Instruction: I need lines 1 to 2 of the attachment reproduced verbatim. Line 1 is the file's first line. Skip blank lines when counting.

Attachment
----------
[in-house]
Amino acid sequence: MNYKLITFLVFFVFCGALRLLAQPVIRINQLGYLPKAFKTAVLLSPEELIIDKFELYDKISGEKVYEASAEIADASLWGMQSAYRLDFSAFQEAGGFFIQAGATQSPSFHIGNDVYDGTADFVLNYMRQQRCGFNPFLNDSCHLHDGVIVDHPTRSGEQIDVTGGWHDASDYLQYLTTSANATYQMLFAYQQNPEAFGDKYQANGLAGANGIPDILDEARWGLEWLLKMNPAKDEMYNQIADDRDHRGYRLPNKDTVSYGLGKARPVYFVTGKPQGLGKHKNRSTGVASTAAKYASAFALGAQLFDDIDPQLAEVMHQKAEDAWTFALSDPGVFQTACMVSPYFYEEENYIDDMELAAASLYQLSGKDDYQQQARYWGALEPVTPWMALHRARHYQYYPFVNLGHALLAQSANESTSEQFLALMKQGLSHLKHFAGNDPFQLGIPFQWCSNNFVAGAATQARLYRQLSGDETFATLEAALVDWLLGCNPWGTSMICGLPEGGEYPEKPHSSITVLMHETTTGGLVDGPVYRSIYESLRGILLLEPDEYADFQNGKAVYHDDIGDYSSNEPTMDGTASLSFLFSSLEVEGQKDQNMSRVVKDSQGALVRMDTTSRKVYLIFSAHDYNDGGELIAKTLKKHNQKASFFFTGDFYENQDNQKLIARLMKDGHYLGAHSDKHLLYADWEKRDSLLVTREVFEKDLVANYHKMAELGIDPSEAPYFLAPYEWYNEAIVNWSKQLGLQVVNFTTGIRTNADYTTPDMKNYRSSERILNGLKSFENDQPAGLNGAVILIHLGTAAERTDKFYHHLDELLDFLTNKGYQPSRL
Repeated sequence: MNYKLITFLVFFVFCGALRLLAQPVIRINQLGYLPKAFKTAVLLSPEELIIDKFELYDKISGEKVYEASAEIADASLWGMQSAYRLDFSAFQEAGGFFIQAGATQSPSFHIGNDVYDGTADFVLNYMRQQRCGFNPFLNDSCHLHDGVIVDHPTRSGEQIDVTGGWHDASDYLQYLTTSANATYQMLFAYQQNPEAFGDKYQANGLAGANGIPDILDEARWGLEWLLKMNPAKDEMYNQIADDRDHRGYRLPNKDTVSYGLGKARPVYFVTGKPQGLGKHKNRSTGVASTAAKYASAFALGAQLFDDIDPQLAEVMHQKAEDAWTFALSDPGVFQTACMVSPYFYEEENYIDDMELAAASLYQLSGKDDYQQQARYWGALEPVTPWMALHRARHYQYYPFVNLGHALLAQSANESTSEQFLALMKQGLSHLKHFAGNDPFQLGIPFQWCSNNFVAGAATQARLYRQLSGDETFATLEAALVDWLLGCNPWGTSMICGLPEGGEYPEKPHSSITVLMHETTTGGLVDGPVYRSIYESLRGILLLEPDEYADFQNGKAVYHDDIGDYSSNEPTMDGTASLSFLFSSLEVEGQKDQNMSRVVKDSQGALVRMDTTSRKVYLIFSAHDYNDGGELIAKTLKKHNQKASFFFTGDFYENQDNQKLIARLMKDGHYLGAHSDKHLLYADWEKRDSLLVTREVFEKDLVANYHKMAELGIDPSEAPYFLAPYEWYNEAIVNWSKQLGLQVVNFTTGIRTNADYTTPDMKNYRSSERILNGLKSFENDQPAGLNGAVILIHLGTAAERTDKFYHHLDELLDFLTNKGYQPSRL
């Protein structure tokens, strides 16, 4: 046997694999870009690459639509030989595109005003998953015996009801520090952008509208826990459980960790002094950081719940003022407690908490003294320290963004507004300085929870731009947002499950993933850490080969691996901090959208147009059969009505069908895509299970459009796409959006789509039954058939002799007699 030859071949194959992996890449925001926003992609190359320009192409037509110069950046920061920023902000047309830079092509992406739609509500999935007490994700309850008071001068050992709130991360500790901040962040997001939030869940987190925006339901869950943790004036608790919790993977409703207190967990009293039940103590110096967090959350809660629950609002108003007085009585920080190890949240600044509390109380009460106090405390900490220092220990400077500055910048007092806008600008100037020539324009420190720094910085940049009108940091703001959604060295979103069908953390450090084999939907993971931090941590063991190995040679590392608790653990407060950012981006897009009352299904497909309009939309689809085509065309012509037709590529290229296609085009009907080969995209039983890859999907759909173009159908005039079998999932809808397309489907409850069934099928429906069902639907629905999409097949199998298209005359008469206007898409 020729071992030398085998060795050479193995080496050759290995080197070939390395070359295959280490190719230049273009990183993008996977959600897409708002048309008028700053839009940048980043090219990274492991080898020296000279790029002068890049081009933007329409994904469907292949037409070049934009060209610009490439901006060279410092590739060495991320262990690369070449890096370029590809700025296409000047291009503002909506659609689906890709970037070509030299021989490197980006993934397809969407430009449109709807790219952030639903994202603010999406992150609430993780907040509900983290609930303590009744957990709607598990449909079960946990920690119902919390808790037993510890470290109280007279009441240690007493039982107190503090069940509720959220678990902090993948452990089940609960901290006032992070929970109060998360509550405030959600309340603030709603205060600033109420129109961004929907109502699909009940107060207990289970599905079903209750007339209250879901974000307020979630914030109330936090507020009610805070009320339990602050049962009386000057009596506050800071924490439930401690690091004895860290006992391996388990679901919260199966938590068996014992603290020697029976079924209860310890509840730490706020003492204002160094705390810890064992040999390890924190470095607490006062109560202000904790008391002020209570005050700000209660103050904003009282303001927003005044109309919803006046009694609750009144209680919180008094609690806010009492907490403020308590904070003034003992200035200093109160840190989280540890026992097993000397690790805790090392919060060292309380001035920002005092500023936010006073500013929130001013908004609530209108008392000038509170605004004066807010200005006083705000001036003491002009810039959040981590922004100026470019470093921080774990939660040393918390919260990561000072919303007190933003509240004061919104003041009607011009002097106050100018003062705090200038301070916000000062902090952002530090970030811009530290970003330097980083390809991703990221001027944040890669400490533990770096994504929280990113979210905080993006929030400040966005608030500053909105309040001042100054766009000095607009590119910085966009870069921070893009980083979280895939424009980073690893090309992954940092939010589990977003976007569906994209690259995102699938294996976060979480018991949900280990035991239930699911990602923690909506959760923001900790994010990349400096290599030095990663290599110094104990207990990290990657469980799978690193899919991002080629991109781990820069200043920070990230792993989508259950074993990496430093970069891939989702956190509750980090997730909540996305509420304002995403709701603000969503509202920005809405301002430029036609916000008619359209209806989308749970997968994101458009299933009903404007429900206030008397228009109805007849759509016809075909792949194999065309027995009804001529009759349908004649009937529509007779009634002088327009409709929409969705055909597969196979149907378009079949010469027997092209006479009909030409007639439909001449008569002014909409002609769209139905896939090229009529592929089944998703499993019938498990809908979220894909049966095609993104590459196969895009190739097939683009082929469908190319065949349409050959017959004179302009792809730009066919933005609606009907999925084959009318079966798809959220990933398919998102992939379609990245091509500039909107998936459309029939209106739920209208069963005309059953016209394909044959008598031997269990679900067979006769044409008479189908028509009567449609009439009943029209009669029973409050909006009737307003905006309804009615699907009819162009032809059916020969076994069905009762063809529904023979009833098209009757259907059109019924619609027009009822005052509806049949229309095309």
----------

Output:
[in-house]
Amino acid sequence: MNYKLITFLVFFVFCGALRLLAQPVIRINQLGYLPKAFKTAVLLSPEELIIDKFELYDKISGEKVYEASAEIADASLWGMQSAYRLDFSAFQEAGGFFIQAGATQSPSFHIGNDVYDGTADFVLNYMRQQRCGFNPFLNDSCHLHDGVIVDHPTRSGEQIDVTGGWHDASDYLQYLTTSANATYQMLFAYQQNPEAFGDKYQANGLAGANGIPDILDEARWGLEWLLKMNPAKDEMYNQIADDRDHRGYRLPNKDTVSYGLGKARPVYFVTGKPQGLGKHKNRSTGVASTAAKYASAFALGAQLFDDIDPQLAEVMHQKAEDAWTFALSDPGVFQTACMVSPYFYEEENYIDDMELAAASLYQLSGKDDYQQQARYWGALEPVTPWMALHRARHYQYYPFVNLGHALLAQSANESTSEQFLALMKQGLSHLKHFAGNDPFQLGIPFQWCSNNFVAGAATQARLYRQLSGDETFATLEAALVDWLLGCNPWGTSMICGLPEGGEYPEKPHSSITVLMHETTTGGLVDGPVYRSIYESLRGILLLEPDEYADFQNGKAVYHDDIGDYSSNEPTMDGTASLSFLFSSLEVEGQKDQNMSRVVKDSQGALVRMDTTSRKVYLIFSAHDYNDGGELIAKTLKKHNQKASFFFTGDFYENQDNQKLIARLMKDGHYLGAHSDKHLLYADWEKRDSLLVTREVFEKDLVANYHKMAELGIDPSEAPYFLAPYEWYNEAIVNWSKQLGLQVVNFTTGIRTNADYTTPDMKNYRSSERILNGLKSFENDQPAGLNGAVILIHLGTAAERTDKFYHHLDELLDFLTNKGYQPSRL